'Layaway angels' visit
Anonymous donors pay off accounts at Everett Kmart
Sarah Weiser / The Herald
Carmela Mongold of Everett leaves the layaway section of Kmart on Wednesday after picking up Christmas gifts for her family that were paid for by a generous stranger. About $400 was anonymously donated for her family's gifts.
Sarah Weiser / The Herald
Carmela Mongold of Everett reacts as she picks up the Christmas gifts she had placed on layaway at Kmart in Everett of Wednesday. "Layaway angels" have been paying off balances at Kmarts, and Mongold, who has three young boys, was overwhelmed by the kindness of the gesture.
The mother of three young boys found out this week that anonymous donors almost entirely paid off her three delinquent Kmart layaway accounts, filled with toys for Christmas.
She saved the voicemail left on her phone from the store on Evergreen Way.
"I replayed it to make sure I heard it right," she said.
Mongold, 27, saw a news story last week about anonymous secret Santas, also dubbed "Layaway Angels," who have paid off layaway accounts in Kmarts nationwide.
She didn't believe it could to happen to her until she got called, twice. At first, a donor paid for one of her accounts. Then someone later paid for two more. About $400 was anonymously donated for her family's Christmas gifts.
Mongold cried when she learned she could take home all the toys for her boys, ages 3, 7 and 9.
"I feel like I had just won the biggest lottery in the world," she said.
Shoppers at Kmart stores who use the layaway program agree to follow an eight- or 12-week contract to make payments on store items. The stores hold the items until accounts are completely paid off.
At least 50 layaways have been paid for by anonymous shoppers at the Evergreen Way store, said manager Steve Moore. Most of the people who have paid off the layaway accounts have chosen to remain anonymous.
"What they really are looking for are layaways that have kids' toys, and are behind," he said.
Some of the "layaway angels" sign cheerful holiday messages on the receipts. One person walked into the store last week and paid at least 20 accounts, Moore added.
So is Kmart doing this itself? Are its employees the "layaway angels"?
Company officials say no.
According to Kmart, the first reported "layaway angel" acted earlier this month in Michigan. Since that time, the company has asked store managers to send emails to the corporation's Illinois headquarters telling how much people are donating and what items are being paid for on layaway lists. Stores nationwide by Thursday had reported donations totaling $420,000 from more than 1,000 anonymous donors.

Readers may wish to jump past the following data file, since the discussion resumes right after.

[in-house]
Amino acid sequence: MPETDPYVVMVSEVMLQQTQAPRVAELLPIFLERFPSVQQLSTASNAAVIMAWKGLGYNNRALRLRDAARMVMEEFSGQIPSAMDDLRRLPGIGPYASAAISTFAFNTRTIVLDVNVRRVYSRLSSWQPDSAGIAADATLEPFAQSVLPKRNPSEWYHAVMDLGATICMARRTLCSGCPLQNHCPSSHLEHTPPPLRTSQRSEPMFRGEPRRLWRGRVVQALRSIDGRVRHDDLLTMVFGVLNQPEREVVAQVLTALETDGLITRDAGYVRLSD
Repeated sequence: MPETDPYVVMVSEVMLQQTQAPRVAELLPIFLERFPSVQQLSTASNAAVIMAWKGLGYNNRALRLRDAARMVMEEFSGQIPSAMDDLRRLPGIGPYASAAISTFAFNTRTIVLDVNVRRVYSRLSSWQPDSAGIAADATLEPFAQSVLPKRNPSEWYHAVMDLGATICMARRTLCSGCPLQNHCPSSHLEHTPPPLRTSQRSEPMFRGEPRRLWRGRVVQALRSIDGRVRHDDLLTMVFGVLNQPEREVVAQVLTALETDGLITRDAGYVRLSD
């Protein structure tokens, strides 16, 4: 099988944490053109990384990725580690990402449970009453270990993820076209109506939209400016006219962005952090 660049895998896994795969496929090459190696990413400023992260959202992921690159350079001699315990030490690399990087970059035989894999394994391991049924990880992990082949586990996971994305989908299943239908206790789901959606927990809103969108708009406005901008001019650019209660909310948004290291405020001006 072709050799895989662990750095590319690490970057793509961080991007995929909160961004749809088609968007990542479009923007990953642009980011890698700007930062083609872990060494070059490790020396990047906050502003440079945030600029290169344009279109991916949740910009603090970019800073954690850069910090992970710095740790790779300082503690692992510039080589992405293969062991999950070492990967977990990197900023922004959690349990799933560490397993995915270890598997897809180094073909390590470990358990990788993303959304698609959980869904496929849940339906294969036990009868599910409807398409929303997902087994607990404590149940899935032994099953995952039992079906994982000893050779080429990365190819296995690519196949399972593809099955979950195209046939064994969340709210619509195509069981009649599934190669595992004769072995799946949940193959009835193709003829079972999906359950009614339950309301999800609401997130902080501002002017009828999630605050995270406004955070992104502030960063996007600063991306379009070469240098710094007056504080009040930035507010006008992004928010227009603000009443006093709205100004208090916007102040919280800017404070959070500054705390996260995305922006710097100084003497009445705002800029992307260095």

Moore believes media attention to reported cases of the "layaway angels" have helped to spread the trend.
"I think there's always been some level of this in different years, but this year it came to the forefront," Moore said. "I've seen a dozen people who have come in and made these payments. They feel as good about doing this as the people who are receiving it feel."
Across town at the Toys R Us on Everett Mall Way, store supervisor Jessica Berg said at least one customer came into her store to put $200 toward delinquent layaway accounts. But he was too late. The store's deadline to pay off those accounts was Dec. 16, so the layaways had all been canceled.
The man instead donated money to the Toys for Tots collection program at the store, Berg said.
For Mongold, the donations came at a great time.
Mongold's mother died in October and her father-in-law died a month later. During that time, her family moved from Kelso to Everett and fell behind on their bills. She and her husband, Nathan, quickly realized that rent, food and day care costs were are all higher than in Kelso. Both started new jobs to support their family.
The couple last week spent three hours trying to decide what they could take off of their layaway lists. Then they got the call about the donations. Standing at the Kmart layaway counter, she asked Moore what he knew about people who have paid layaways.
"They look like regular people, right?" Mongold said. "They don't have wings?"
Mongold isn't sure she'll tell her kids about their "layaway angels" this Christmas. She plans to keep the receipts and either frame them or put them in a scrapbook. She hopes next year her family can pay off someone else's layaway.
Above all, Mongold would like those who paid for her sons' Christmas gifts to know that her family is thankful.
"My theory is whoever is doing this has got to be somebody with faith," she said. "These people need to know how much it is appreciated."
Amy Daybert: 425-339-3491; email@example.com.
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